Avidime said going by the population, it means the country would need about 303,333 medical doctors now, and at least 10,605 new doctors annually to join the workforce.
He said an estimated 2,000 to 3,000 medical doctors are produced from across the medical colleges through out Nigeria annually, and taking it from a period of five years, this amount to about 10,000 to 15, 000 doctors that have been produced. “Whereas, the total number of doctors working in the country average 35,000 to 45,000.
The obstetrician said the World Health Organisation (WHO) recommendation is 1:600 doctors to community population, but in Nigeria, what is currently obtainable is a ratio of 1:4000.
According to him, as at December 2017, from the MDCN register, a total of 7500 doctors are currently working in Lagos state, adding that the community population ratio of Lagos state, which has the highest number of doctors, is 1:3000.
He said the reason why the country has lesser doctors working currently is as a result of the continuous migration of medical doctors to other countries for greener pastures, to work in an environment that provide for an up to date technology, efficient health care system and of course better welfare.
“An estimated 2000 doctors migrate annually from Nigeria to United Kingdom, Saudi Arabia etc. It is rather unfortunate that Nigeria will use her resources to train medical doctors that will now go and add value and improve the doctors population ratio of another country.”
The way forward according to him, was for the federal government to make the health system work, by providing better welfare package for medical practitioners and improve medical training institution to meet international standard in terms of infrastructure and capacity building.
In the same vein, the acting president of the Association of Resident Doctors, Lagos State University Teaching Hospital (ARD- LASUTH), Dr. Ibrahim Ogunbi said the massive migration of medical doctors started right from medical school.
Ogunbi said, “In the past, immediate doctors graduate, they automatically get placement for housemanship in Universities like Lagos University Teaching Hospital (LUTH), Obafemi Awolowo University, Ile-Ife, and other big teaching hospitals.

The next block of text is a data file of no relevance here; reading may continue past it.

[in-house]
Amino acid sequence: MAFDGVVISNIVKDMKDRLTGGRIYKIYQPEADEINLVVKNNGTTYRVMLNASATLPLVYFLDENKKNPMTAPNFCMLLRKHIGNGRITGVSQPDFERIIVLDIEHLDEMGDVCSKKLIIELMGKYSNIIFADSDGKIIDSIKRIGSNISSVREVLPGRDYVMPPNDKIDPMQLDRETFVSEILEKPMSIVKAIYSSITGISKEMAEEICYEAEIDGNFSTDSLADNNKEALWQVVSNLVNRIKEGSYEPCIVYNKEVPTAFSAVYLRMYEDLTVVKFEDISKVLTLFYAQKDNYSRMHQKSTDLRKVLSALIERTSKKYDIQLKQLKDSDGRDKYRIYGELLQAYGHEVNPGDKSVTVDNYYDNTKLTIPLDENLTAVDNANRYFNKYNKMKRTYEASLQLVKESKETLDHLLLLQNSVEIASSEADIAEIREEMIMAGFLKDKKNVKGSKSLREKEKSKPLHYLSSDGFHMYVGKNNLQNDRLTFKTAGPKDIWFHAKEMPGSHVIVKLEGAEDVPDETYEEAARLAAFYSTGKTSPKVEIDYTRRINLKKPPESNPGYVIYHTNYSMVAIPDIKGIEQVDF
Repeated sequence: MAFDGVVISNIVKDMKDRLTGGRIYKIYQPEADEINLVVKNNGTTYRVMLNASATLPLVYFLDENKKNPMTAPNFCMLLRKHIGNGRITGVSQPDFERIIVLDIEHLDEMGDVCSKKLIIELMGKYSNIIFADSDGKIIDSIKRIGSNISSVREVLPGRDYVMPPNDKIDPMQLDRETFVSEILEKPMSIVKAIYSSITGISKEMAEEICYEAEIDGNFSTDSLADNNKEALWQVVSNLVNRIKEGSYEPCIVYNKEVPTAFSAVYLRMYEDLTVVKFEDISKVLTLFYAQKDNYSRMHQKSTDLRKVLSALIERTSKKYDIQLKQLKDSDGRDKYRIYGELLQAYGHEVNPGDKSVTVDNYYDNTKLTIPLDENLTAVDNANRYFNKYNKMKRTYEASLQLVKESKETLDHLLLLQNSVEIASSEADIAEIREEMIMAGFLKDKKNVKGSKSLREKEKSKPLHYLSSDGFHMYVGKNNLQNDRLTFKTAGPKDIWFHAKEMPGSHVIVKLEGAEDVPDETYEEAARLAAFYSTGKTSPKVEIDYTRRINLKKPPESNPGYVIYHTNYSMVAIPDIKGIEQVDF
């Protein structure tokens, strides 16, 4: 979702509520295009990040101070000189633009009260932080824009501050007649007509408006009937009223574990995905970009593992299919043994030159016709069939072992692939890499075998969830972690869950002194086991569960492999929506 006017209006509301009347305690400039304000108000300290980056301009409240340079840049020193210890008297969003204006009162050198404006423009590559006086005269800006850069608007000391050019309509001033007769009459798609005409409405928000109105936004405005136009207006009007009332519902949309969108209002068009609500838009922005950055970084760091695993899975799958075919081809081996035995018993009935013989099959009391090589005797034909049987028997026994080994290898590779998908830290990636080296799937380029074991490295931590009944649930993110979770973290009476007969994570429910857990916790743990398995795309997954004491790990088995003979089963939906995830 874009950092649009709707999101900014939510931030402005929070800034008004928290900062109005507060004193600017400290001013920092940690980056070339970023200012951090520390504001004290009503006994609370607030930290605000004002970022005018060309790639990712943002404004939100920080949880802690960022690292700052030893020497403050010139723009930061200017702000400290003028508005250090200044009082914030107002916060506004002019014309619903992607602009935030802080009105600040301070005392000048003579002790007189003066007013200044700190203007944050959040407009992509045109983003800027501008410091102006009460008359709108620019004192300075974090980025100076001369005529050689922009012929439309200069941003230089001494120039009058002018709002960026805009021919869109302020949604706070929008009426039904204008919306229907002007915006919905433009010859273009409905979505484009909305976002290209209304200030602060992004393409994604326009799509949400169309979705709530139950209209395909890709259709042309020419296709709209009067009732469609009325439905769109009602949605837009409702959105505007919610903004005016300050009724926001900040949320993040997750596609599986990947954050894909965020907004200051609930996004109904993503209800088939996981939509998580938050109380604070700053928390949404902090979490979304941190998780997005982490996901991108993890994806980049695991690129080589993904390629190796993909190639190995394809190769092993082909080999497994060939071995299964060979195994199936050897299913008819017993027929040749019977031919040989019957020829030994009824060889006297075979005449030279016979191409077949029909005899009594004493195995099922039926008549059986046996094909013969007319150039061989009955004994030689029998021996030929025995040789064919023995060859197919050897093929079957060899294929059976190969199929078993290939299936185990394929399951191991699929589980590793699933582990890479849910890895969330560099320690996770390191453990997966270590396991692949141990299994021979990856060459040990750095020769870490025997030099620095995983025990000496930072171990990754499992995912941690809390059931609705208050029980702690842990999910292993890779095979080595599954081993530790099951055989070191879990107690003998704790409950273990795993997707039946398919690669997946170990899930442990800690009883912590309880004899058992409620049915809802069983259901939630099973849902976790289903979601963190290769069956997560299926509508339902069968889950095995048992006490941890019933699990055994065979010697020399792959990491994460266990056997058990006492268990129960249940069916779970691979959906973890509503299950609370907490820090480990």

“The problem we have now with housemanship is that the housemen don’t even get employed to do internship in the country. People living in Lagos can go as far to the North to get a placement as a house officer. Some stay at home one year or almost two years without getting housemanship. That is enough reason for any doctor to leave this country for greener pasture.
“I have seen a consultant leaving Nigeria for Saudi Arabia, for a lesser job, like a medical officer, because there is no job in Nigeria. The salary/welfare package, working environment, security, the cost of living, can’t be compared with that of a consultant working in Nigeria. These are basic reasons why doctors are leaving.”
The way forward, according to Ogunbi is for government to institute structure policy for residency program, housemanship and medical schools.
He said, “Doctors will continue to leave this country for greener pasture if the welfare package is not up to standard and if there is no up to date equipment in our health facilities. I have seen an orthopedic doctor, not having equipment to work with in Nigeria.
“What is the essence of being a specialist in a hospital that does not have the necessary equipment to work with? If that doctor gets a job outside Nigeria, he will definitely go for it. It will surprise you that our doctors are performing excellently in the place where they are working outside the country.
“The doctor that performed the fetal surgery in the United State for an unborn child, is a graduate from Obafemi Awolowo University. That doctor would have contributed meaningfully to the wellbeing of Nigerians, if he was working here.”